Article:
The story of Joseph can be found in the Bible, in the Book of Genesis, chapters 37 through 50. It is interrupted briefly in chapter 38, but resumes in chapter 39.
Readers of early heroic literature, such as the Iliad, Beowulf, or the early King Arthur versions, will notice that “Joseph” is different. Although it is ancient literature, it is written in a modern style. The story action is very complicated but it is fast paced, it is very descriptive, and it is lacking the tiresome repetition found in so much of early literature.
As literature, the story of Joseph is nearly perfect. The story structure is easy to discern. A clear exposition opens the door into Joseph’s world. The introduction of the conflict is obvious. The action rapidly rises in tension. Finally, it reaches a magnificent climax as satisfying as the scene at Tolkien’s Cracks of Doom. The plot sizzles with jealousy, betrayal, false accusation, unjust imprisonment, and forgetful ingratitude.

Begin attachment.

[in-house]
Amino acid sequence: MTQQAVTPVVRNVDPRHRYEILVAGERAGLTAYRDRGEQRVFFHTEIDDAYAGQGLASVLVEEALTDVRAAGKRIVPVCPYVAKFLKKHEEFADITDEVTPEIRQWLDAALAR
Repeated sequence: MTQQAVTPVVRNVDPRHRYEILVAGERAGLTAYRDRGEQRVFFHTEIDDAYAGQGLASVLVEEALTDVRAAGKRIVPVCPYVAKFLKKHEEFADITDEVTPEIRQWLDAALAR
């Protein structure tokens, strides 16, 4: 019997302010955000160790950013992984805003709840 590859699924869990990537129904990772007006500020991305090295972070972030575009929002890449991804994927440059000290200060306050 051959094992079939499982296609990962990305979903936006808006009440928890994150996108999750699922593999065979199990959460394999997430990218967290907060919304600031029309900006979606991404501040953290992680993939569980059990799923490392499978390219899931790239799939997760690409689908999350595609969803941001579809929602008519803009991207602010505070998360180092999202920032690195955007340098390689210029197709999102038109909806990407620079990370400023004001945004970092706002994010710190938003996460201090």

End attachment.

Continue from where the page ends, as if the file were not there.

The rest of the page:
As a character, the noble Joseph isn’t so perfect that he is unbelievable. His thoughtless words, about his contemptible brothers and about his own implausible dreams, set up the conditions that lead to his conflict and certify his humanity. Finally, even though he is imperfect, he grows and changes. He becomes a powerful man who learns how to use his power and his words wisely and graciously.
The Bible tells one unified story of how God rescues people who are in terrible danger, and “Joseph” is truly one of the most enjoyable parts of the epic!
SPOILER ALERT! Don’t look at the chart until you have read the story! Then click on the story title below to go to my story chart. The chart summarizes the elements of literature in the story: Characters, Setting, Conflict, Plot and Theme. It is a great tool to talk about the story after you have read it.